The hedge fund industry is facing something of an identity crisis at the moment. Slumping performance figures and investor revolt against the standard “2 and 20” fee model is forcing a shakeout: 291 hedge funds shuttered in the first quarter of 2016, offset by only 206 new funds started up, according to fresh data from Hedge Fund Research. Last year saw the most closures since 2009.
Survivors of the fallout are asked to slash costs and explain again how they outperform the market net of fees. Over the past five years, hedge funds provided investors a measly 1.7 percent return, according to the HFRI Fund Weighted Composite Index. Had that money been invested in the S&P 500 instead, the average annualized return would have been 11 percent.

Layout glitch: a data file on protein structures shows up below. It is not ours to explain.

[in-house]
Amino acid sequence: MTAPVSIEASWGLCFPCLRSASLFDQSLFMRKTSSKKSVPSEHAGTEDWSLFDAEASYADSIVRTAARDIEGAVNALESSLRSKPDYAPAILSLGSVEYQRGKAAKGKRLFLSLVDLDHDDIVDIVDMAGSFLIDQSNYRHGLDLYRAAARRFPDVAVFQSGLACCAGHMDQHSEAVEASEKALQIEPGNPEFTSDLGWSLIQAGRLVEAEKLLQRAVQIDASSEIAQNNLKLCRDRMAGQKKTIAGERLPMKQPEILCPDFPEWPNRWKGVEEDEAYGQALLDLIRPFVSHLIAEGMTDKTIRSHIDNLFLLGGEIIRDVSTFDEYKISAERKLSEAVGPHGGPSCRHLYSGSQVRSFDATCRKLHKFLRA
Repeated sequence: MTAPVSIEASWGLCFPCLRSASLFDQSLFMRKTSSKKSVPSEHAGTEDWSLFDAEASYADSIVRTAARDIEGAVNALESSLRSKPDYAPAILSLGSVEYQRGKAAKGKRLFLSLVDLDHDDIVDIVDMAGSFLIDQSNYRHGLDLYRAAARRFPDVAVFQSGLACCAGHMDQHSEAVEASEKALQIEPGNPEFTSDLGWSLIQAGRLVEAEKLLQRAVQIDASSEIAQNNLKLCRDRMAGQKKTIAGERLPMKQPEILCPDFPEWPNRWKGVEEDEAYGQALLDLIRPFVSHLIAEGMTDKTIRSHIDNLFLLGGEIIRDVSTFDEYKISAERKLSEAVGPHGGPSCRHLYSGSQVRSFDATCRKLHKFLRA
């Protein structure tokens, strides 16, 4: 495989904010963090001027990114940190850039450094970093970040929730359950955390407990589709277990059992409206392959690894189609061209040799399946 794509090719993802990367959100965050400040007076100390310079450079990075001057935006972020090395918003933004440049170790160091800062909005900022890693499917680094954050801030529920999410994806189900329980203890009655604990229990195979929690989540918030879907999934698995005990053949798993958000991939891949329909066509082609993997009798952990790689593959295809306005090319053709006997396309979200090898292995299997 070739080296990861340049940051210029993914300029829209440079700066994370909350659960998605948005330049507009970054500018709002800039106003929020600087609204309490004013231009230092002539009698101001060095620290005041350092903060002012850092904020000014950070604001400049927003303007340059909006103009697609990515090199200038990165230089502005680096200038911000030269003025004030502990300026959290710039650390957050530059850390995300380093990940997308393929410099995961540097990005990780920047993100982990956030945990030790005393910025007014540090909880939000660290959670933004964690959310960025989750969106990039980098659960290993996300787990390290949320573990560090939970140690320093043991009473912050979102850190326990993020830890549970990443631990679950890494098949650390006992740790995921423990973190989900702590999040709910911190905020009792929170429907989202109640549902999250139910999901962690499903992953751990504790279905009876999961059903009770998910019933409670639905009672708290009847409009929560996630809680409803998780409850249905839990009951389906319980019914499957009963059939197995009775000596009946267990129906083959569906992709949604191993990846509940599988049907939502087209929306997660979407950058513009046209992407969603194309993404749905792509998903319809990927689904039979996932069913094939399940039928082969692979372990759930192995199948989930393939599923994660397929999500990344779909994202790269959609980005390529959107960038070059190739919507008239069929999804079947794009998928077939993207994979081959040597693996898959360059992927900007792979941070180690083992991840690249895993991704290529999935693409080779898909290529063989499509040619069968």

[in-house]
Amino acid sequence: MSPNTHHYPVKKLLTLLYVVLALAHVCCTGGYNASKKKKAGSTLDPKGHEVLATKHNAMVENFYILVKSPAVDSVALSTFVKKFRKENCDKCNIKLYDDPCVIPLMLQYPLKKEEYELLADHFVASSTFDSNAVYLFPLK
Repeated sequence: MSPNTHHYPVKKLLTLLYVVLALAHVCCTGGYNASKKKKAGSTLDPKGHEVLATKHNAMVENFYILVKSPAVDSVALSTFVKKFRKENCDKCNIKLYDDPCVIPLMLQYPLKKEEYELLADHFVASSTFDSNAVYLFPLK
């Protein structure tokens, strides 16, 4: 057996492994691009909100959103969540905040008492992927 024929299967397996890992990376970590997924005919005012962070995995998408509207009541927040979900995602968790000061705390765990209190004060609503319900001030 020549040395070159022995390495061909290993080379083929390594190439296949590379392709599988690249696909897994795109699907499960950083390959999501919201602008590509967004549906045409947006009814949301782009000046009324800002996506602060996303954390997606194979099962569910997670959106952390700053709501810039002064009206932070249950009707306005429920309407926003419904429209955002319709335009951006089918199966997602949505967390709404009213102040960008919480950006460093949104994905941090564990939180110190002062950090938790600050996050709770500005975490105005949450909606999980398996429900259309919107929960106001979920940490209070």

If things don’t improve, expect more hedge fund outfits to struggle during fundraising. Already the $300 billion California Public Employees’ Retirement System (CalPERS), seen as both a bellwether and pacesetter for other institutional investors, has left the sector. Other big-name investors, including MetLife, American International Group and the New York City pension plan are reportedly set to do the same.
Which makes the timing of a new release from the Alternative Investment Management Association (AIMA) so important. Last week, the hedge fund trade body published an investor relations best practices manual that touches on everything from pre-meeting planning to on-boarding procedures to crisis management. The guidelines are only being made available to AIMA members, but a scan of its executive summary hints at just how much thought and effort went behind its creation. Continue Reading →